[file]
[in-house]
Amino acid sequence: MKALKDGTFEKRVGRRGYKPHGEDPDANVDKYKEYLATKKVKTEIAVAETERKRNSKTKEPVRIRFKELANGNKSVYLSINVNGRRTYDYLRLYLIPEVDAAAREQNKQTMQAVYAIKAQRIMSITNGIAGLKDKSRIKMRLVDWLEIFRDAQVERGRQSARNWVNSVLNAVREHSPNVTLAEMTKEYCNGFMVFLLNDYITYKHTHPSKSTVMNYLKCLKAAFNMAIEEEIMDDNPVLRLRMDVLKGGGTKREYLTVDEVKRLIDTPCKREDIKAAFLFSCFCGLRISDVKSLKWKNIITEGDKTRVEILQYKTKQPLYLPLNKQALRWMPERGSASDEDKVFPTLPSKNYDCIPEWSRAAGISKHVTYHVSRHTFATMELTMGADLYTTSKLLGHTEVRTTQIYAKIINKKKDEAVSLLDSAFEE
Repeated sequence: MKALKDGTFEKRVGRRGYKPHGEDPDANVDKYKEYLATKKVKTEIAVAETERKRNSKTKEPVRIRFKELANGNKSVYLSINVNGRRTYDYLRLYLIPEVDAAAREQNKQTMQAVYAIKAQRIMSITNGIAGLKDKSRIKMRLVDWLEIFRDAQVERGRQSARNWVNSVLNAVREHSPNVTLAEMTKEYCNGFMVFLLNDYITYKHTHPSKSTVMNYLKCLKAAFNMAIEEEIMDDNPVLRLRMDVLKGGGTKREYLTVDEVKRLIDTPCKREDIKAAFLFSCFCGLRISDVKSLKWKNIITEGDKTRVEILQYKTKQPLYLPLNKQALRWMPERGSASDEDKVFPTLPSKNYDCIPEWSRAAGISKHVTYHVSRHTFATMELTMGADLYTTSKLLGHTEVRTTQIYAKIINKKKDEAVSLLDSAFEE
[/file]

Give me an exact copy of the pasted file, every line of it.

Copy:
[in-house]
Amino acid sequence: MKALKDGTFEKRVGRRGYKPHGEDPDANVDKYKEYLATKKVKTEIAVAETERKRNSKTKEPVRIRFKELANGNKSVYLSINVNGRRTYDYLRLYLIPEVDAAAREQNKQTMQAVYAIKAQRIMSITNGIAGLKDKSRIKMRLVDWLEIFRDAQVERGRQSARNWVNSVLNAVREHSPNVTLAEMTKEYCNGFMVFLLNDYITYKHTHPSKSTVMNYLKCLKAAFNMAIEEEIMDDNPVLRLRMDVLKGGGTKREYLTVDEVKRLIDTPCKREDIKAAFLFSCFCGLRISDVKSLKWKNIITEGDKTRVEILQYKTKQPLYLPLNKQALRWMPERGSASDEDKVFPTLPSKNYDCIPEWSRAAGISKHVTYHVSRHTFATMELTMGADLYTTSKLLGHTEVRTTQIYAKIINKKKDEAVSLLDSAFEE
Repeated sequence: MKALKDGTFEKRVGRRGYKPHGEDPDANVDKYKEYLATKKVKTEIAVAETERKRNSKTKEPVRIRFKELANGNKSVYLSINVNGRRTYDYLRLYLIPEVDAAAREQNKQTMQAVYAIKAQRIMSITNGIAGLKDKSRIKMRLVDWLEIFRDAQVERGRQSARNWVNSVLNAVREHSPNVTLAEMTKEYCNGFMVFLLNDYITYKHTHPSKSTVMNYLKCLKAAFNMAIEEEIMDDNPVLRLRMDVLKGGGTKREYLTVDEVKRLIDTPCKREDIKAAFLFSCFCGLRISDVKSLKWKNIITEGDKTRVEILQYKTKQPLYLPLNKQALRWMPERGSASDEDKVFPTLPSKNYDCIPEWSRAAGISKHVTYHVSRHTFATMELTMGADLYTTSKLLGHTEVRTTQIYAKIINKKKDEAVSLLDSAFEE